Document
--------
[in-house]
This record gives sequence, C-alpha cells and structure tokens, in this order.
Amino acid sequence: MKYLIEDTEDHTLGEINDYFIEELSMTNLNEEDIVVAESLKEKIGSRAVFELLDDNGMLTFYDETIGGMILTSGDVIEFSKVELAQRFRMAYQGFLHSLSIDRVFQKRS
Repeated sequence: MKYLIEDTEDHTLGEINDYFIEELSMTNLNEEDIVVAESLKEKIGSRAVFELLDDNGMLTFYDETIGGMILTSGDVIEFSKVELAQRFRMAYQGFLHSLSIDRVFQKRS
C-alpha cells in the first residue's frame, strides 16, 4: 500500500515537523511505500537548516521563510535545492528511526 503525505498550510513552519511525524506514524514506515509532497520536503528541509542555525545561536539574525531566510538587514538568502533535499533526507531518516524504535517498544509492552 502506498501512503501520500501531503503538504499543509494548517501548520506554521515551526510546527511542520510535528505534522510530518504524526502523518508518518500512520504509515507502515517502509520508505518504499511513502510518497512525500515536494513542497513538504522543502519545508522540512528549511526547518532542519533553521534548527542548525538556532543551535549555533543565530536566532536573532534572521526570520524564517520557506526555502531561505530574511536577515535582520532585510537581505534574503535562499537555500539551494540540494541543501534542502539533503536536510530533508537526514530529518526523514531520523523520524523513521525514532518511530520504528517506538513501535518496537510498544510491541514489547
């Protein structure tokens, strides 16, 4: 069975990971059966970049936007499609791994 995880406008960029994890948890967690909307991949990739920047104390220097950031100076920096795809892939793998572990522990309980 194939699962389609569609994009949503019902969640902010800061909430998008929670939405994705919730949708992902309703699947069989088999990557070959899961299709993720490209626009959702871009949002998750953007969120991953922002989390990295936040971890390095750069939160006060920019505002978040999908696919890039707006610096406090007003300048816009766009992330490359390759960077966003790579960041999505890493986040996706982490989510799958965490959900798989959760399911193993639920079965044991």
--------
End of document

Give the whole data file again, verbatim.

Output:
[in-house]
This record gives sequence, C-alpha cells and structure tokens, in this order.
Amino acid sequence: MKYLIEDTEDHTLGEINDYFIEELSMTNLNEEDIVVAESLKEKIGSRAVFELLDDNGMLTFYDETIGGMILTSGDVIEFSKVELAQRFRMAYQGFLHSLSIDRVFQKRS
Repeated sequence: MKYLIEDTEDHTLGEINDYFIEELSMTNLNEEDIVVAESLKEKIGSRAVFELLDDNGMLTFYDETIGGMILTSGDVIEFSKVELAQRFRMAYQGFLHSLSIDRVFQKRS
C-alpha cells in the first residue's frame, strides 16, 4: 500500500515537523511505500537548516521563510535545492528511526 503525505498550510513552519511525524506514524514506515509532497520536503528541509542555525545561536539574525531566510538587514538568502533535499533526507531518516524504535517498544509492552 502506498501512503501520500501531503503538504499543509494548517501548520506554521515551526510546527511542520510535528505534522510530518504524526502523518508518518500512520504509515507502515517502509520508505518504499511513502510518497512525500515536494513542497513538504522543502519545508522540512528549511526547518532542519533553521534548527542548525538556532543551535549555533543565530536566532536573532534572521526570520524564517520557506526555502531561505530574511536577515535582520532585510537581505534574503535562499537555500539551494540540494541543501534542502539533503536536510530533508537526514530529518526523514531520523523520524523513521525514532518511530520504528517506538513501535518496537510498544510491541514489547
């Protein structure tokens, strides 16, 4: 069975990971059966970049936007499609791994 995880406008960029994890948890967690909307991949990739920047104390220097950031100076920096795809892939793998572990522990309980 194939699962389609569609994009949503019902969640902010800061909430998008929670939405994705919730949708992902309703699947069989088999990557070959899961299709993720490209626009959702871009949002998750953007969120991953922002989390990295936040971890390095750069939160006060920019505002978040999908696919890039707006610096406090007003300048816009766009992330490359390759960077966003790579960041999505890493986040996706982490989510799958965490959900798989959760399911193993639920079965044991």